Performance Based Value: Dallas Cowboys
In this series of pieces, Pro Football Focus is hammering into the value of players. To us it’s a “Performance Based Value” number, telling you what players were worth (by our grading) in 2012. You can read about the work we’ve done to create it here, but in short:
• It’s solely about what a player did on the field in 2012
• Players are grouped by positions so their play essentially earns them a portion of the positional salary pool
• It’s all about cap hits (these values are approximate)
Here are 2012′s most undervalued and overvalued Dallas Cowboys:
(* Denotes player missed significant portion of time through injury)
1. Jason Hatcher, Defensive End
Over the past few years Hatcher has been an asset to the Cowboys’ interior line, but in 2012 he stepped his game up to a new level. Someone who just looks at sacks for defensive linemen wouldn’t notice it, as he had five in both 2011 and 2012, but he more than doubled his amount of hurries from 14 to 29, and did the same with his run stops from 11 to 24. While he isn’t quiet in the same conversation with J.J. Watt and Muhammad Wilkerson, he is definitely in the next tier.
2012 Cap Hit: $2.1m
2012 Performance Based Value: $8.9m
Value Differential: +$6.8m
2. Sean Lee, Inside Linebacker*
You might be surprised to see someone who played in only six games this high on the list, but that is how great Lee was in his second year as a starter. His Run Stop Percentage of 11.3% was ninth-best for inside/middle linebackers, and in coverage he allowed just 9.5 yards per catch. He was on pace to be the best inside linebacker in 2012, and next year will have a chance to show he is worth even more than $4.7 million.
2012 Cap Hit: $1.4m
2012 Performance Based Value: $4.7m
Value Differential: +$3.3m
3. DeMarco Murray, Halfback*
Murray’s another Cowboy who missed a good part of the season but still is undervalued. He’s in his rookie contract and was a third-round pick, which explains why his current cap hit is so low, but he played well enough in his time to make him worth a lot more. His 4.1 yards per carry and 22 missed tackles were both above average, and any back that is above average and gets a lot of carries gets paid handsomely.
2012 Cap Hit: $680k
2012 Performance Based Value: $3.8m
Value Differential: +$3.1m
4. Anthony Spencer, OLB – Cap: $8.9m, PBV: $11.9m, Value Differential: +$3.0m
5. Bruce Carter, ILB – Cap: $1.1m, PBV: $3.9m, Value Differential: +$2.8m
6. Nate Livings, G – Cap: $1.7m, PBV: $4.4m, Value Differential: +$2.7m
7. Tony Romo, QB – Cap: $8.1m, PBV: $10.7m, Value Differential: +$2.6m
8. Josh Price-Brent, DT – Cap: $560k, PBV: $3.1m, Value Differential: +$2.6m
9. Jason Witten, TE – Cap: $5.5m, PBV: $8.0m, Value Differential: +$2.5m
10. Ryan Cook, C – Cap: $850k, PBV: $3.0m, Value Differential: +$2.1m
1. Jay Ratliff, Defensive Tackle*
It’s no surprise Jerry Jones wanted Ratliff to come back from injury late in the season with how much he is getting paid. Ratliff gets a little bit of a pass since he played in only six games, but not a full one. While he did just fine pass rushing with six hits and eight hurries, he was having more problems getting blocked in the run game than in previous years. He had 10 stops, but in four of his six games he was held to one or zero. He has several years left on his contract, so he will need a full recovery to not take the top spot again next year.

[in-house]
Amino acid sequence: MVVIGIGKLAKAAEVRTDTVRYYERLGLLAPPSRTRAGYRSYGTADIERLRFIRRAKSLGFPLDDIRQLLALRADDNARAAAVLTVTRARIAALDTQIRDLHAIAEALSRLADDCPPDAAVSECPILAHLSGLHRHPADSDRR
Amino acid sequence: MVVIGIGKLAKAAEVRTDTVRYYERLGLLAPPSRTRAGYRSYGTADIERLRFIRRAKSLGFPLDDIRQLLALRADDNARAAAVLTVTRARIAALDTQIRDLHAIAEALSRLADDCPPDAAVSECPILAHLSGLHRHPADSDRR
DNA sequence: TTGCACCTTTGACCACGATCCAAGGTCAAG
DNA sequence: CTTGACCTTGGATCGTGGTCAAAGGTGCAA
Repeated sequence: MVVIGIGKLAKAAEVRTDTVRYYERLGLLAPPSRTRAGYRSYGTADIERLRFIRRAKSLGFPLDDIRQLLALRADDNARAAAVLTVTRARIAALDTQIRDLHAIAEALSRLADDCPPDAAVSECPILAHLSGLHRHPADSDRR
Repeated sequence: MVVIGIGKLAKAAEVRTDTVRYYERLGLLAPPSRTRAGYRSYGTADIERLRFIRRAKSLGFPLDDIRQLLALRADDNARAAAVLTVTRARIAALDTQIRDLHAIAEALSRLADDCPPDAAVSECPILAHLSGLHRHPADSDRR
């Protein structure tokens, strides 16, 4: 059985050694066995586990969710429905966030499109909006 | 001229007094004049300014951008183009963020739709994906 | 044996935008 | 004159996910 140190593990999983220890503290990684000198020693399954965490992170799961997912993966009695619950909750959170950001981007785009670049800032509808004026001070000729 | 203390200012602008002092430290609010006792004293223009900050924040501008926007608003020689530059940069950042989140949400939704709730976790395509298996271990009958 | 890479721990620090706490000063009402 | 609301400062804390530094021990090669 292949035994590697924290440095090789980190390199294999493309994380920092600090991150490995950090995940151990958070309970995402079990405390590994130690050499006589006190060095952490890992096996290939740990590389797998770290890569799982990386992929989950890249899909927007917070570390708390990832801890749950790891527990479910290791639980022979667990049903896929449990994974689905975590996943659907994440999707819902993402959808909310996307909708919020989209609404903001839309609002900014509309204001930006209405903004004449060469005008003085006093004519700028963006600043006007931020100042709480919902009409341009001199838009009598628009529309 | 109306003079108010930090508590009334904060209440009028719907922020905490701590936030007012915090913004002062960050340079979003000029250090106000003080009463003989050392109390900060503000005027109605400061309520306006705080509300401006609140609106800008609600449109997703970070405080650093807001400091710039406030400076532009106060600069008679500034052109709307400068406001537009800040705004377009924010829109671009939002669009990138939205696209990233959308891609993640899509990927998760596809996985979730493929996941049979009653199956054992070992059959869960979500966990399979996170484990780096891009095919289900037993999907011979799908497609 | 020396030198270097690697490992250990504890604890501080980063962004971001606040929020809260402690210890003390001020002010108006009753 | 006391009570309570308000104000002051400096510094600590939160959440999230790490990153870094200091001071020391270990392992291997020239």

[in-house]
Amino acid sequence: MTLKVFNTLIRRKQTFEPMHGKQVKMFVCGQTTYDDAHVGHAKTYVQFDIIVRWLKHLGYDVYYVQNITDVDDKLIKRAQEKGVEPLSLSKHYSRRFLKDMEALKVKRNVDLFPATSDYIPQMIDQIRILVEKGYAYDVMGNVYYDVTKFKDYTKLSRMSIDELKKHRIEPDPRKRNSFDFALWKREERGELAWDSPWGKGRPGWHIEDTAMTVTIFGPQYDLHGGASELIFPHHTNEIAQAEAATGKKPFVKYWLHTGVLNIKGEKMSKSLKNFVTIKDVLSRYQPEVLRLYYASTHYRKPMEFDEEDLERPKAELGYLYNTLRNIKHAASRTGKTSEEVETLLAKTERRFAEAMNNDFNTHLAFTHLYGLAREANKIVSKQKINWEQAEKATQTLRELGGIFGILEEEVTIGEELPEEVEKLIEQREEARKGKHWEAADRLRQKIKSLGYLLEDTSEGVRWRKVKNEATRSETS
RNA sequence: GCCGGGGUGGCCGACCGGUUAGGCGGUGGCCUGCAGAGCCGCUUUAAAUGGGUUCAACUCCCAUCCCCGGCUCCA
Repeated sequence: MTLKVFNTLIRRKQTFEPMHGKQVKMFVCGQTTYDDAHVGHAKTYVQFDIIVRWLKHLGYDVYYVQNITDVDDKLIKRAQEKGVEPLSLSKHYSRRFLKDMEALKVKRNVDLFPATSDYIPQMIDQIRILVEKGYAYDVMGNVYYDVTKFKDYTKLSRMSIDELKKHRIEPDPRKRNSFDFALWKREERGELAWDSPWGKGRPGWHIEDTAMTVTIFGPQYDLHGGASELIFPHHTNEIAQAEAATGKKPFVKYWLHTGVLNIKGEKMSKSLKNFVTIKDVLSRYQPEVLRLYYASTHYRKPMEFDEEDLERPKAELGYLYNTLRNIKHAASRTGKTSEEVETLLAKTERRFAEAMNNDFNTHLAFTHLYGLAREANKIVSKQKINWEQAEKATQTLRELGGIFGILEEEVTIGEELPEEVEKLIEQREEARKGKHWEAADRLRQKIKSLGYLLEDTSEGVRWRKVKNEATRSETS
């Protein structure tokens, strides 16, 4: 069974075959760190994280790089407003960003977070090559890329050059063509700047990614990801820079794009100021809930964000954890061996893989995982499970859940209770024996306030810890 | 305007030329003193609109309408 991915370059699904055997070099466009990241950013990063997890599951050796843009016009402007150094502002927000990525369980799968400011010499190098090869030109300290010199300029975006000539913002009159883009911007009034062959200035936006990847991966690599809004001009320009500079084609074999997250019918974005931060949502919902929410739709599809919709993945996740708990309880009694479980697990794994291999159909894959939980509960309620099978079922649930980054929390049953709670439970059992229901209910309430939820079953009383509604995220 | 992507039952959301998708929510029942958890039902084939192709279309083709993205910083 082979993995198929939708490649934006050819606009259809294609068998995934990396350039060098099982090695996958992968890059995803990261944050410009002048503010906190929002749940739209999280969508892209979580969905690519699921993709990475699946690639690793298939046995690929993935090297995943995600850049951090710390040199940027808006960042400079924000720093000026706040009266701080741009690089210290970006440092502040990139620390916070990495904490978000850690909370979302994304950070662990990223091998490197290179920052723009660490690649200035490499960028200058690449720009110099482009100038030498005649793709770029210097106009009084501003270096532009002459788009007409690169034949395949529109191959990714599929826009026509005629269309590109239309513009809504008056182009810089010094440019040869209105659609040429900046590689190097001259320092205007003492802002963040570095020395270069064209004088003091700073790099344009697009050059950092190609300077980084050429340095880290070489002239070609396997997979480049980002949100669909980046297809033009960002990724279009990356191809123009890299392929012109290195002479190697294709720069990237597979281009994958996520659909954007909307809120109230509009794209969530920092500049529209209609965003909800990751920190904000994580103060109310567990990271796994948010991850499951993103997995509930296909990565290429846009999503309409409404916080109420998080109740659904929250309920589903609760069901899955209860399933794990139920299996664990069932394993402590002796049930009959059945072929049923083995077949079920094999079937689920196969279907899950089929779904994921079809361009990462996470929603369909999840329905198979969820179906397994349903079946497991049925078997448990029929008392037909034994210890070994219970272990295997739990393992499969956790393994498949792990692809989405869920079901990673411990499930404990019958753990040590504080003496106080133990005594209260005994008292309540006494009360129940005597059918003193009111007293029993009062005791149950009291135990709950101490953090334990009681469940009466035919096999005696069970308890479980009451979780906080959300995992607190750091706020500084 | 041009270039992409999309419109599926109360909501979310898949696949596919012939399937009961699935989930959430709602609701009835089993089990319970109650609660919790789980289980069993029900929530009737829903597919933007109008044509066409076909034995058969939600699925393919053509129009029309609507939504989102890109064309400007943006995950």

2012 Cap Hit: $5.3m
2012 Performance Based Value: $1.2m
Value Differential: -$4.0m
2. Doug Free, Offensive Tackle
There was once a time when Doug Free was one of the best run-blocking tackles in the league. While he is still a decent run blocker, he has also become the most penalized tackle in the league, with 15 penalties in 2012. While the Cowboys may not have been wrong to pay Free when they did, he hasn’t lived up to that contract.
2012 Cap Hit: $4.2m
2012 Performance Based Value: $860k
Value Differential: -$3.3m
3. Marcus Spears, Defensive End
This long-time Cowboy has been hovering around an average player in the past several years. For most of the season Dallas had him on the bench and he averaged just 19 snaps per game. Late in the season when the Cowboys became thin on the line they used him more, which resulted in three sacks and seven other stops, but it wasn’t enough to make up for his lack of impact for most of the season.
2012 Cap Hit: $2.7m
2012 Performance Based Value: $830k
Value Differential: -$1.9m
4. DeMarcus Ware, OLB – Cap: $7.6m, PBV: $5.9m, Value Differential: -$1.6m
5. Orlando Scandrick, CB – Cap: $3.0m, PBV: $1.4m, Value Differential: -$1.6m
6. Morris Claiborne, CB – Cap: $3.0m, PBV: $1.5m, Value Differential: -$1.5m
7. Dan Connor, ILB – Cap: $2.2m, PBV: $1.0m, Value Differential: -$1.2m
8. Kyle Orton, QB – Cap: $1.9m, PBV: $820k, Value Differential: -$1.1m
9. Mike Jenkins, CB – Cap: $1.7m, PBV: $700k, Value Differential: -$970k
10. Brandon Carr, CB – Cap: $3.2m, PBV: $2.3m, Value Differential: -$910k
Summary – Team Value Differential: +$18.4m
It might be a surprise the Cowboys ended up doing so well, getting the most for their money. They had a number of injuries which caused the team to not live up to expectations, but some of the injuries came to their young talent who aren’t making much to begin with. Outside of cornerback, where they’ve invested a lot of money, the Cowboys are actually doing a decent job of getting the most out of their players.
Follow Nathan on Twitter: @PFF_NateJahnke